Read what it is like to drive a car in Iraq!
Drivingcariraq thumb movingjack • living as expat in erbil

Safety in Erbil

Besides some chaotic situations on the road, it is very safe on the streets. I’ve never seen any suspicious people hanging around that would give you an unsafe feeling.

There aren’t any gangs, and there’s very little crime. Locals told me that if something might happen, people will help you instantly. It’s part of the Kurdish and Iraqi culture to help others.

Living in Kurdistan and especially Erbil, is very safe. Closer to the borders to Iran and Turkey it is much less safer.

Refugee Camps in Erbil

There are several refugee camps in Erbil. Most of the refugees are children coming from Baghdad or other cities in Iraq. They are national refugees that escaped terrifying situations at home or from conflicts in the city.

Sometimes you will see children outside the refugee camps, and it is one of the saddest things I’ve ever seen.

What makes it even more tragic is that there is enough money in the country, luxury, expensive cars, and hotels, but these children still live in this bad environment. It’s a reminder of the harsh society in the country.

Is there a night life in Erbil?

There is! There are actually more clubs than I expected plus there are plenty of bars and liquor stores. 

The German Bottle Shop is a famous store with all kinds of drinks, wine and beer from all over the world. There are several locations in Kurdistan.

As a DJ I immediately tried to find all the clubs in Erbil. Later on I noticed that clubs are primarily focused on Arabic music. On the other hand, bars are a bit more focused on western music.

Some great bars in Erbil are Mars and The Spot. Mars is on the top floor of a hotel and has an nice view of the city. In the distance, you can see lights from houses in the mountains. The roof can be slid open to see a night sky with stars while enjoying a beer or a cocktail. 

The Spot is right next to Gulan Mall. It’s a nice place to have some lunch in the afternoon of a few drinks in the evening with D.J.’s and live music.

Some clubs in Erbil are, Inferno and Nuke. 

Discover the 21 best things to do in Erbil
Erbil citadel kurdistan iraq street living in erbil24 copyright moving jack • living as expat in erbil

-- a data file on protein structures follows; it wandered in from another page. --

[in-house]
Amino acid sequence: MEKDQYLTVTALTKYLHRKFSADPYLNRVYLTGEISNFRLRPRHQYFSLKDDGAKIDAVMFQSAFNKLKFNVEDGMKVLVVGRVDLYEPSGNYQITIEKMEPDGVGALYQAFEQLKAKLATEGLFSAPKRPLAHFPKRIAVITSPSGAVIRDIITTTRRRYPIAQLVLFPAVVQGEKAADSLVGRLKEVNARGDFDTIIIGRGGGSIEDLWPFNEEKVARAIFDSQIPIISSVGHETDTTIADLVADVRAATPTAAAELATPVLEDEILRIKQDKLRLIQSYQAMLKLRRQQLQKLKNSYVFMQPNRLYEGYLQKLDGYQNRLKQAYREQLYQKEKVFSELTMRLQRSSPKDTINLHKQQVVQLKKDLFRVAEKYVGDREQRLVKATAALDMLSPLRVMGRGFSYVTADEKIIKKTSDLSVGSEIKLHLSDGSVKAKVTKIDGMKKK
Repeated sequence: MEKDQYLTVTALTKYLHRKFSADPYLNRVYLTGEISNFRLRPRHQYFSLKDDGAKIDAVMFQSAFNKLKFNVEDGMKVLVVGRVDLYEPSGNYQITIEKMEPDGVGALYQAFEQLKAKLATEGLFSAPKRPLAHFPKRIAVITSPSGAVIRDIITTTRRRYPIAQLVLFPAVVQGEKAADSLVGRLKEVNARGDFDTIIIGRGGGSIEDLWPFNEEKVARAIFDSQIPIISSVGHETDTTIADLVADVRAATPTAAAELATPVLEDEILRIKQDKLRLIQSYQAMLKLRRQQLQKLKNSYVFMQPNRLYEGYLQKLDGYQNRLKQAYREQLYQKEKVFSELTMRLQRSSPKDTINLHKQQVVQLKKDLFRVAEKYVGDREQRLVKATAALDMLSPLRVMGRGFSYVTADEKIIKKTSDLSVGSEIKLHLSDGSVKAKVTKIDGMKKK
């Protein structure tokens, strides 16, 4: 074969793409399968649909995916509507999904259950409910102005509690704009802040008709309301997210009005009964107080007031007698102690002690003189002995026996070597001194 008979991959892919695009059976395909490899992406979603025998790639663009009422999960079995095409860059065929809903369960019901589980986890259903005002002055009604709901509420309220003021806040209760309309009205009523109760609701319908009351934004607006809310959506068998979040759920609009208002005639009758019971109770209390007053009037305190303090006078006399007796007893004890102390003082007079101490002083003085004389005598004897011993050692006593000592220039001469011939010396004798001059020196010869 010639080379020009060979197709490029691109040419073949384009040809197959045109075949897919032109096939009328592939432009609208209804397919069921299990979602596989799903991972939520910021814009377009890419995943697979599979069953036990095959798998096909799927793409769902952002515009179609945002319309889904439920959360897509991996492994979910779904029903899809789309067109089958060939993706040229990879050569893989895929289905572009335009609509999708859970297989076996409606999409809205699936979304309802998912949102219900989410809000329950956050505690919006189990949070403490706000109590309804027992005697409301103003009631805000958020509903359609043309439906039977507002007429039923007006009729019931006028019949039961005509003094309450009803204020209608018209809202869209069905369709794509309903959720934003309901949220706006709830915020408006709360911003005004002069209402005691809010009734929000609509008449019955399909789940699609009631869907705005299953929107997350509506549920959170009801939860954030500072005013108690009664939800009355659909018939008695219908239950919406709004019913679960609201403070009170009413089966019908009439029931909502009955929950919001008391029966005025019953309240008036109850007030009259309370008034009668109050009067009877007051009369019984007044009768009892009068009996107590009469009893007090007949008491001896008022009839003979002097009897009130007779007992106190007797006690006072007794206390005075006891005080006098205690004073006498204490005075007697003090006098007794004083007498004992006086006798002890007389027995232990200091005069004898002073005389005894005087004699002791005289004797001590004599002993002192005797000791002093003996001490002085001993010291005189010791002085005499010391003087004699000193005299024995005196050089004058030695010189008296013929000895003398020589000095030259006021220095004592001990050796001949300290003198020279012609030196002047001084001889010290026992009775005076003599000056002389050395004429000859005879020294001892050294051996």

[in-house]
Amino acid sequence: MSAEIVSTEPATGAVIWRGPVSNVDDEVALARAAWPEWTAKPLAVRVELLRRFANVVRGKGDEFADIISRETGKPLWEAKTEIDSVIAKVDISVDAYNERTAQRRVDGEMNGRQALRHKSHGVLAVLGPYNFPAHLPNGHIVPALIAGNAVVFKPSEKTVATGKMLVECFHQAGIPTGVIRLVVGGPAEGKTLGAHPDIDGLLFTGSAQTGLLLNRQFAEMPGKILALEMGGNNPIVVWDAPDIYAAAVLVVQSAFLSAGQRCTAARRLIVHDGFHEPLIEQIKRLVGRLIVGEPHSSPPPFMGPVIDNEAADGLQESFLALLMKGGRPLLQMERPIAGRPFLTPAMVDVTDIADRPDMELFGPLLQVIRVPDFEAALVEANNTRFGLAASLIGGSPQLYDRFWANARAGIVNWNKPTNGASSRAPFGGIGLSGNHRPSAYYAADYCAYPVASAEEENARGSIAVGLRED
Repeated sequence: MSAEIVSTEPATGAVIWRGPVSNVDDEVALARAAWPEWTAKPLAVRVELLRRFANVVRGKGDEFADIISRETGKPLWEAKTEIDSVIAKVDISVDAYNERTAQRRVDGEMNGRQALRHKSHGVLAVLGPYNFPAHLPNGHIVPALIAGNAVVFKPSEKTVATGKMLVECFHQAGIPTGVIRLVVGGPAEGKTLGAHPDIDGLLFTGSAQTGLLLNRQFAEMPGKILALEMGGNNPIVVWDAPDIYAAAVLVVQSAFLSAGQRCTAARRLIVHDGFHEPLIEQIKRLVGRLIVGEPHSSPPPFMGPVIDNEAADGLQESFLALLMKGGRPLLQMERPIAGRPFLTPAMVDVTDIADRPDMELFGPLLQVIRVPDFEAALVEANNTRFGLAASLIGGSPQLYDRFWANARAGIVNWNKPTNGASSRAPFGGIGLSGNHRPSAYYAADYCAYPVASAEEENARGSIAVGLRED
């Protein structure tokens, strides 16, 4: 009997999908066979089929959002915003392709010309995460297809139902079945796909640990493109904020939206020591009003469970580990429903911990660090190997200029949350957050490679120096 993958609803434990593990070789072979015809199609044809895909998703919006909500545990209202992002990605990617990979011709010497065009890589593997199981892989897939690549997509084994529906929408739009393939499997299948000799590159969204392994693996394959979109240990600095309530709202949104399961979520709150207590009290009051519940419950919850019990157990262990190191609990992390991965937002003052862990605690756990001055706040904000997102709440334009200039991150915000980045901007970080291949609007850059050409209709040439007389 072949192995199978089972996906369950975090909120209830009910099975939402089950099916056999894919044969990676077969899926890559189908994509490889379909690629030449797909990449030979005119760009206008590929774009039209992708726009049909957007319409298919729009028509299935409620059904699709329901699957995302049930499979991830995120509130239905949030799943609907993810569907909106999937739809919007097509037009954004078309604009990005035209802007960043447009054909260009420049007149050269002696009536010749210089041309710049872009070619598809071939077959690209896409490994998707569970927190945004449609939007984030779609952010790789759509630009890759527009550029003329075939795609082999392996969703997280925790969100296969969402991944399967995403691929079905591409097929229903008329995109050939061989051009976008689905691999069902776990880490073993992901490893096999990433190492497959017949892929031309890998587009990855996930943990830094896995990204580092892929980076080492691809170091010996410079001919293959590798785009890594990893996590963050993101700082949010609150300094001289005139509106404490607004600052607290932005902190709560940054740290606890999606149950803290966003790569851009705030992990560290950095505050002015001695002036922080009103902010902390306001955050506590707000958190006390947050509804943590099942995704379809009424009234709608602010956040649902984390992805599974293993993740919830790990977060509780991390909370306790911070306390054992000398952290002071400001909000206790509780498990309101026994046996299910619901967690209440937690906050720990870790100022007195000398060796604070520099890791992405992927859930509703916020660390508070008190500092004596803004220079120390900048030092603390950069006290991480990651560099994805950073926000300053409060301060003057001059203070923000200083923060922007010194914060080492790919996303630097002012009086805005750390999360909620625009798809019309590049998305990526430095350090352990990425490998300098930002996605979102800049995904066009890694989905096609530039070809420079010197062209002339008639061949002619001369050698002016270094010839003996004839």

Power generators and electricity in Erbil

One of the things that surprised me the most in Erbil is the use of power generators. There is an electricity network in the city, but it provides electricity only for a certain amount of time.

When there isn’t any electricity, huge power generators that run on gas or diesel need to be switched on. Entire hotels and house blocks are getting their electricity from these generators.

This causes a lot of air pollution. Sometimes you will see a massive generator outside a store, so they can run the air-conditioning, while the store hasn’t any isolation so the cold air goes out very quickly. It’s not a very environmentally friendly situation…

Hopefully, the use of solar panels will improve in Erbil because there is plenty of sunlight.

How is the air quality in Erbil?

The air quality really depends on the day and the time of day. The air quality is worse in the morning and the evening because traffic is busier so there is a lot more air pollution when everyone goes to work. In the afternoon, the air is pretty good, some days it’s excellent and there is barely any smog, unlike in China.

Final thoughts on living in Erbil

So what’s it like to live in Erbil as a traveler and expat? Many friends and family were a bit shocked when we told them that we would live in Erbil for the next two years, “but that’s in Iraq! Isn’t it dangerous there?” they said.

Well, we were also a bit hesitant about living in Erbil. But, after some research, my wife and I became more and more enthusiastic. In many cases, countries and cities can be very different than what you see on the news. Many friends thought we were crazy that we would go live in China, for example, but I honestly had the time of my life there. 

Living in Erbil, in Kurdistan, Iraq, is also a once-in-a-lifetime opportunity. The city surprised me in so many positive ways. The friendly people, culture, food, nature, and many small fascinating things, with many adventures to come in this beautiful region.

Some friendly Kurds even invited me to their wedding!

F.A.Q. Living as Expat in Erbil · Kurdistan: A Complete Overview

Yes, Erbil is generally considered to be a safe city to live in. The local authorities in Erbil take security seriously and crime rates are relatively low.

However, like any other city, it’s always important to take common sense precautions such as avoiding isolated areas at night, securing your belongings, and being aware of your surroundings.

Erbil experiences a semi-arid climate with hot summers and cool winters. In the summer, temperatures can reach over 45°C, while in the winter, temperatures can drop to around 0°C.

Spring and autumn are generally mild and pleasant. 

Yes, Erbil has a few international schools that offer various educational curricula, including British, , French,American, and IB (International Baccalaureate) programs. 

Erbil has a growing healthcare system with both public and private facilities.

Public hospitals may have limited resources and longer wait times, while private hospitals offer higher quality services but can be more expensive.

It is advisable to have health insurance coverage to help manage medical expenses, especially for expatriates.

A man standing on top of a sand dune with his arms outstretched.

About the author

Chris Oberman is the founder and author of Moving Jack and has been traveling the world for over 20 years to 40+ countries.

He lives in a different country every two years which allows him to gain unique in-depth insights and experiences in new places abroad.

Quoted on, NRC Newspaper, Vice,and Feedspot.